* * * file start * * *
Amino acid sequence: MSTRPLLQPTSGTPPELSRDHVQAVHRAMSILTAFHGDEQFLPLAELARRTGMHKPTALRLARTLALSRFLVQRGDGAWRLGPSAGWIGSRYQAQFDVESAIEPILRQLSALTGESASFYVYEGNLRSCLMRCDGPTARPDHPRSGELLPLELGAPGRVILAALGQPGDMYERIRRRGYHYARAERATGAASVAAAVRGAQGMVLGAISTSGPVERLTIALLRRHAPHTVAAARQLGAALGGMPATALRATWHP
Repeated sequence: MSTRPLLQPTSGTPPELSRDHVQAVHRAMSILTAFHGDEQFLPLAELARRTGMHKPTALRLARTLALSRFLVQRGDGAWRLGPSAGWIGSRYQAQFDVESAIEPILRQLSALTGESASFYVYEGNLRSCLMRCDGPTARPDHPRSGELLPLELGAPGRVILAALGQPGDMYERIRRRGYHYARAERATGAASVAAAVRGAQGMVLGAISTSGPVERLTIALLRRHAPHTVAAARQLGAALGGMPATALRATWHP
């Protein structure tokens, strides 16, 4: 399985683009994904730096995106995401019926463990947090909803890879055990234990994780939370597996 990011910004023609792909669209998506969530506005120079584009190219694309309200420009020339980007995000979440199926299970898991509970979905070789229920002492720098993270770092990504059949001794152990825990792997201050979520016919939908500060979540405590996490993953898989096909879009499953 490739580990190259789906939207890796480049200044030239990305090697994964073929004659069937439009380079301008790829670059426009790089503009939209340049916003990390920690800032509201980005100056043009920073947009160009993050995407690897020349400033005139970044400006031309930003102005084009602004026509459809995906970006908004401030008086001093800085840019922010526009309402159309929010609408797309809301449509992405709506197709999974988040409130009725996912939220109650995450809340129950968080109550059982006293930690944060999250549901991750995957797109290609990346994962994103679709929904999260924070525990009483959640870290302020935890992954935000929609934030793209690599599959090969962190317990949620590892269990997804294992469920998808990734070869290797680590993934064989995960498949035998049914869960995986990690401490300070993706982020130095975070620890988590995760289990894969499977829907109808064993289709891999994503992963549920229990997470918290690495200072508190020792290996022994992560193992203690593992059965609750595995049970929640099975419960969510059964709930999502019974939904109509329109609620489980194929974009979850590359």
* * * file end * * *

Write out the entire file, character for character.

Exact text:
Amino acid sequence: MSTRPLLQPTSGTPPELSRDHVQAVHRAMSILTAFHGDEQFLPLAELARRTGMHKPTALRLARTLALSRFLVQRGDGAWRLGPSAGWIGSRYQAQFDVESAIEPILRQLSALTGESASFYVYEGNLRSCLMRCDGPTARPDHPRSGELLPLELGAPGRVILAALGQPGDMYERIRRRGYHYARAERATGAASVAAAVRGAQGMVLGAISTSGPVERLTIALLRRHAPHTVAAARQLGAALGGMPATALRATWHP
Repeated sequence: MSTRPLLQPTSGTPPELSRDHVQAVHRAMSILTAFHGDEQFLPLAELARRTGMHKPTALRLARTLALSRFLVQRGDGAWRLGPSAGWIGSRYQAQFDVESAIEPILRQLSALTGESASFYVYEGNLRSCLMRCDGPTARPDHPRSGELLPLELGAPGRVILAALGQPGDMYERIRRRGYHYARAERATGAASVAAAVRGAQGMVLGAISTSGPVERLTIALLRRHAPHTVAAARQLGAALGGMPATALRATWHP
């Protein structure tokens, strides 16, 4: 399985683009994904730096995106995401019926463990947090909803890879055990234990994780939370597996 990011910004023609792909669209998506969530506005120079584009190219694309309200420009020339980007995000979440199926299970898991509970979905070789229920002492720098993270770092990504059949001794152990825990792997201050979520016919939908500060979540405590996490993953898989096909879009499953 490739580990190259789906939207890796480049200044030239990305090697994964073929004659069937439009380079301008790829670059426009790089503009939209340049916003990390920690800032509201980005100056043009920073947009160009993050995407690897020349400033005139970044400006031309930003102005084009602004026509459809995906970006908004401030008086001093800085840019922010526009309402159309929010609408797309809301449509992405709506197709999974988040409130009725996912939220109650995450809340129950968080109550059982006293930690944060999250549901991750995957797109290609990346994962994103679709929904999260924070525990009483959640870290302020935890992954935000929609934030793209690599599959090969962190317990949620590892269990997804294992469920998808990734070869290797680590993934064989995960498949035998049914869960995986990690401490300070993706982020130095975070620890988590995760289990894969499977829907109808064993289709891999994503992963549920229990997470918290690495200072508190020792290996022994992560193992203690593992059965609750595995049970929640099975419960969510059964709930999502019974939904109509329109609620489980194929974009979850590359």